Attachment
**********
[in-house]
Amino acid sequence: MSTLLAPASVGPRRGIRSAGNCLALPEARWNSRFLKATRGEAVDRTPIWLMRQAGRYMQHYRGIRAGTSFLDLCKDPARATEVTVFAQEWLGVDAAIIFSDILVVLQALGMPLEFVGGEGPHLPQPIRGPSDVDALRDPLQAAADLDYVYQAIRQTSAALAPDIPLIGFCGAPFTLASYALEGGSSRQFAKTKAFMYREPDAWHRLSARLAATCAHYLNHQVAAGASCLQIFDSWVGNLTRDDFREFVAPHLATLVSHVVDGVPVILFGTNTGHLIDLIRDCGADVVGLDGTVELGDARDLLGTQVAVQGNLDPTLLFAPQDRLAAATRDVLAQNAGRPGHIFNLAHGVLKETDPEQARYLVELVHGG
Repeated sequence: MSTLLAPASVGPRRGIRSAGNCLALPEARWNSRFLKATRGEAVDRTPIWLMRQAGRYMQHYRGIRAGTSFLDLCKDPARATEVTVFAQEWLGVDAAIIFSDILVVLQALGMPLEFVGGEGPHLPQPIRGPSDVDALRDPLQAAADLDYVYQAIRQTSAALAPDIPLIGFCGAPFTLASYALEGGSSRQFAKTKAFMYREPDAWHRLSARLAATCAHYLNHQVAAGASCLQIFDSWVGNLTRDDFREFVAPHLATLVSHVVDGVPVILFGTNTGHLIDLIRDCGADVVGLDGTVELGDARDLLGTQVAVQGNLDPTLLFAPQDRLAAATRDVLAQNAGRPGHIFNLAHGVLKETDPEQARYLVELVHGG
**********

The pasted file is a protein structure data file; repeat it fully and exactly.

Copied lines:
[in-house]
Amino acid sequence: MSTLLAPASVGPRRGIRSAGNCLALPEARWNSRFLKATRGEAVDRTPIWLMRQAGRYMQHYRGIRAGTSFLDLCKDPARATEVTVFAQEWLGVDAAIIFSDILVVLQALGMPLEFVGGEGPHLPQPIRGPSDVDALRDPLQAAADLDYVYQAIRQTSAALAPDIPLIGFCGAPFTLASYALEGGSSRQFAKTKAFMYREPDAWHRLSARLAATCAHYLNHQVAAGASCLQIFDSWVGNLTRDDFREFVAPHLATLVSHVVDGVPVILFGTNTGHLIDLIRDCGADVVGLDGTVELGDARDLLGTQVAVQGNLDPTLLFAPQDRLAAATRDVLAQNAGRPGHIFNLAHGVLKETDPEQARYLVELVHGG
Repeated sequence: MSTLLAPASVGPRRGIRSAGNCLALPEARWNSRFLKATRGEAVDRTPIWLMRQAGRYMQHYRGIRAGTSFLDLCKDPARATEVTVFAQEWLGVDAAIIFSDILVVLQALGMPLEFVGGEGPHLPQPIRGPSDVDALRDPLQAAADLDYVYQAIRQTSAALAPDIPLIGFCGAPFTLASYALEGGSSRQFAKTKAFMYREPDAWHRLSARLAATCAHYLNHQVAAGASCLQIFDSWVGNLTRDDFREFVAPHLATLVSHVVDGVPVILFGTNTGHLIDLIRDCGADVVGLDGTVELGDARDLLGTQVAVQGNLDPTLLFAPQDRLAAATRDVLAQNAGRPGHIFNLAHGVLKETDPEQARYLVELVHGG